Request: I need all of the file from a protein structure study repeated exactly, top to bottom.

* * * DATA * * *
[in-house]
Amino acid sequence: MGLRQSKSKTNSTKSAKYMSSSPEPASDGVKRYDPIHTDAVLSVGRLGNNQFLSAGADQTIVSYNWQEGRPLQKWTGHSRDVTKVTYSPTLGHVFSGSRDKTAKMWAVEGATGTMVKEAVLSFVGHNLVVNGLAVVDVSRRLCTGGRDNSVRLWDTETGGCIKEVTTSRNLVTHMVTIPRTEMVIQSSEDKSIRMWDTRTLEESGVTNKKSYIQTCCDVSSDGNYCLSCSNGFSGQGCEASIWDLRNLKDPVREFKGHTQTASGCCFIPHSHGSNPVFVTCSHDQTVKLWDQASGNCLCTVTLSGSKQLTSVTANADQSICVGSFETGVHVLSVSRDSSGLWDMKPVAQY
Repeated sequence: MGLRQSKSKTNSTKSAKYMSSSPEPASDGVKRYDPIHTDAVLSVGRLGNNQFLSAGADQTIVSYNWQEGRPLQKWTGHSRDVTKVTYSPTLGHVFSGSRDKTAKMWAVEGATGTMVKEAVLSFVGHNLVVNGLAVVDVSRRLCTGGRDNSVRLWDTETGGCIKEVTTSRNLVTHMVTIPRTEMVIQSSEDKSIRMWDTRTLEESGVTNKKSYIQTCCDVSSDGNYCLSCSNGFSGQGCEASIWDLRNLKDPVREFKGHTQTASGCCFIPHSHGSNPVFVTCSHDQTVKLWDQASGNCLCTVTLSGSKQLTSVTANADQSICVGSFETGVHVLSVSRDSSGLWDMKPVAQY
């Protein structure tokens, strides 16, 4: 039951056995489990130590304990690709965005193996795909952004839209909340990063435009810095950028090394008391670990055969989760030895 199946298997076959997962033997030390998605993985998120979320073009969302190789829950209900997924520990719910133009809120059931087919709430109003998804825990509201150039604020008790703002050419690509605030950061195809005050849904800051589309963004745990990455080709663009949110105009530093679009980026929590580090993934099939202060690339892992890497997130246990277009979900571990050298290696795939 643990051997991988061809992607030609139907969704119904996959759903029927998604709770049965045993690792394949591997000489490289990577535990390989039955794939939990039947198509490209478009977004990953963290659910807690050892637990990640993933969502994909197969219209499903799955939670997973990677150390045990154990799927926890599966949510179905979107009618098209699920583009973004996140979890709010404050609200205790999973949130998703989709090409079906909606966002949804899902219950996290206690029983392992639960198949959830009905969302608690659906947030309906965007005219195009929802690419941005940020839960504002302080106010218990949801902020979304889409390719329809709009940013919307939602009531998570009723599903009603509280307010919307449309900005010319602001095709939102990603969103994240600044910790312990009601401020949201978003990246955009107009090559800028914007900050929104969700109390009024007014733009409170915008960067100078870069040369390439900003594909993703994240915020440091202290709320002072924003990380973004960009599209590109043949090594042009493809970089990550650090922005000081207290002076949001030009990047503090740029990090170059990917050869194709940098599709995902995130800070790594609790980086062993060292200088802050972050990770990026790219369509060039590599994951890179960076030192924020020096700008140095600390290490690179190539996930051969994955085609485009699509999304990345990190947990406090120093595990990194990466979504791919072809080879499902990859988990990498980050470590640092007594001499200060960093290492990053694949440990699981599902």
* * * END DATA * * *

[in-house]
Amino acid sequence: MGLRQSKSKTNSTKSAKYMSSSPEPASDGVKRYDPIHTDAVLSVGRLGNNQFLSAGADQTIVSYNWQEGRPLQKWTGHSRDVTKVTYSPTLGHVFSGSRDKTAKMWAVEGATGTMVKEAVLSFVGHNLVVNGLAVVDVSRRLCTGGRDNSVRLWDTETGGCIKEVTTSRNLVTHMVTIPRTEMVIQSSEDKSIRMWDTRTLEESGVTNKKSYIQTCCDVSSDGNYCLSCSNGFSGQGCEASIWDLRNLKDPVREFKGHTQTASGCCFIPHSHGSNPVFVTCSHDQTVKLWDQASGNCLCTVTLSGSKQLTSVTANADQSICVGSFETGVHVLSVSRDSSGLWDMKPVAQY
Repeated sequence: MGLRQSKSKTNSTKSAKYMSSSPEPASDGVKRYDPIHTDAVLSVGRLGNNQFLSAGADQTIVSYNWQEGRPLQKWTGHSRDVTKVTYSPTLGHVFSGSRDKTAKMWAVEGATGTMVKEAVLSFVGHNLVVNGLAVVDVSRRLCTGGRDNSVRLWDTETGGCIKEVTTSRNLVTHMVTIPRTEMVIQSSEDKSIRMWDTRTLEESGVTNKKSYIQTCCDVSSDGNYCLSCSNGFSGQGCEASIWDLRNLKDPVREFKGHTQTASGCCFIPHSHGSNPVFVTCSHDQTVKLWDQASGNCLCTVTLSGSKQLTSVTANADQSICVGSFETGVHVLSVSRDSSGLWDMKPVAQY
């Protein structure tokens, strides 16, 4: 039951056995489990130590304990690709965005193996795909952004839209909340990063435009810095950028090394008391670990055969989760030895 199946298997076959997962033997030390998605993985998120979320073009969302190789829950209900997924520990719910133009809120059931087919709430109003998804825990509201150039604020008790703002050419690509605030950061195809005050849904800051589309963004745990990455080709663009949110105009530093679009980026929590580090993934099939202060690339892992890497997130246990277009979900571990050298290696795939 643990051997991988061809992607030609139907969704119904996959759903029927998604709770049965045993690792394949591997000489490289990577535990390989039955794939939990039947198509490209478009977004990953963290659910807690050892637990990640993933969502994909197969219209499903799955939670997973990677150390045990154990799927926890599966949510179905979107009618098209699920583009973004996140979890709010404050609200205790999973949130998703989709090409079906909606966002949804899902219950996290206690029983392992639960198949959830009905969302608690659906947030309906965007005219195009929802690419941005940020839960504002302080106010218990949801902020979304889409390719329809709009940013919307939602009531998570009723599903009603509280307010919307449309900005010319602001095709939102990603969103994240600044910790312990009601401020949201978003990246955009107009090559800028914007900050929104969700109390009024007014733009409170915008960067100078870069040369390439900003594909993703994240915020440091202290709320002072924003990380973004960009599209590109043949090594042009493809970089990550650090922005000081207290002076949001030009990047503090740029990090170059990917050869194709940098599709995902995130800070790594609790980086062993060292200088802050972050990770990026790219369509060039590599994951890179960076030192924020020096700008140095600390290490690179190539996930051969994955085609485009699509999304990345990190947990406090120093595990990194990466979504791919072809080879499902990859988990990498980050470590640092007594001499200060960093290492990053694949440990699981599902």